The collaborative efforts of several groups across the globe, including the Riezman lab from UNIGE and member of the NCCR network, were recently reported in e-Life journal. The work reports the role of intracellular sphingosine as a new small molecule effector of lysosomal calcium homeostasis and describes the lysosome as a triggerable calcium store as well as specific transcription factor translocation as a consequence of lysosomal calcium release.
To elucidate new functions of sphingosine (Sph), the authors demonstrate that the spontaneous elevation of intracellular Sph levels via caged Sph leads to a significant and transient calcium release from acidic stores that is independent of sphingosine 1-phosphate, extracellular and ER calcium levels. This photo-induced Sph-driven calcium release requires the two-pore channel 1 (TPC1) residing on endosomes and lysosomes. Further, uncaging of Sph leads to the translocation of the autophagy-relevant transcription factor EB (TFEB) to the nucleus specifically after lysosomal calcium release. The results show that Sph accumulates in endosomes/lysosomes of cells derived from Niemann-Pick disease type C (NPC) patients and demonstrate a greatly reduced calcium release upon Sph uncaging.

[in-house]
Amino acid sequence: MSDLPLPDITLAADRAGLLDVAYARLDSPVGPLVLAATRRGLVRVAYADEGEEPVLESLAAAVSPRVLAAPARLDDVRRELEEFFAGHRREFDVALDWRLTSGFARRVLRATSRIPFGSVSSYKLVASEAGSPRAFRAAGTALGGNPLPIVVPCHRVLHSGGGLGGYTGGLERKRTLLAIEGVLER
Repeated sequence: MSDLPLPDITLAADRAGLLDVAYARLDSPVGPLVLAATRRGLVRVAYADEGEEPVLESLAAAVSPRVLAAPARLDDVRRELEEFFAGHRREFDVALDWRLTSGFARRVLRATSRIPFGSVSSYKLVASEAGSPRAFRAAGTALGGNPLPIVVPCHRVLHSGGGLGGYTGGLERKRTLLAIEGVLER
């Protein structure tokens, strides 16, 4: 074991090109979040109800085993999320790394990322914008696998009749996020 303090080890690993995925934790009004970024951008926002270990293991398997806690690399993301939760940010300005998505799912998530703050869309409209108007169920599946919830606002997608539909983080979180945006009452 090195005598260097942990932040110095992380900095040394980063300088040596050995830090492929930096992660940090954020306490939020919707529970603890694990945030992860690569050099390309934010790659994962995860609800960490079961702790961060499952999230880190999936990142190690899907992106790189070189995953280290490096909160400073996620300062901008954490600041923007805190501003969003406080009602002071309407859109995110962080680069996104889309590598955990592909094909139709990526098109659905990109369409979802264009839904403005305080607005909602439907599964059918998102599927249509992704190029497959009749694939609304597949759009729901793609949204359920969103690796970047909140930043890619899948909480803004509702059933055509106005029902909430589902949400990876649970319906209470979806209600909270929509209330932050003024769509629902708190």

The authors conclude that sphingosine is a positive regulator of calcium release from acidic stores and that understanding the interplay between Sph homeostasis, calcium signaling and autophagy will be crucial in developing new therapies for lipid storage disorders such as NPC.
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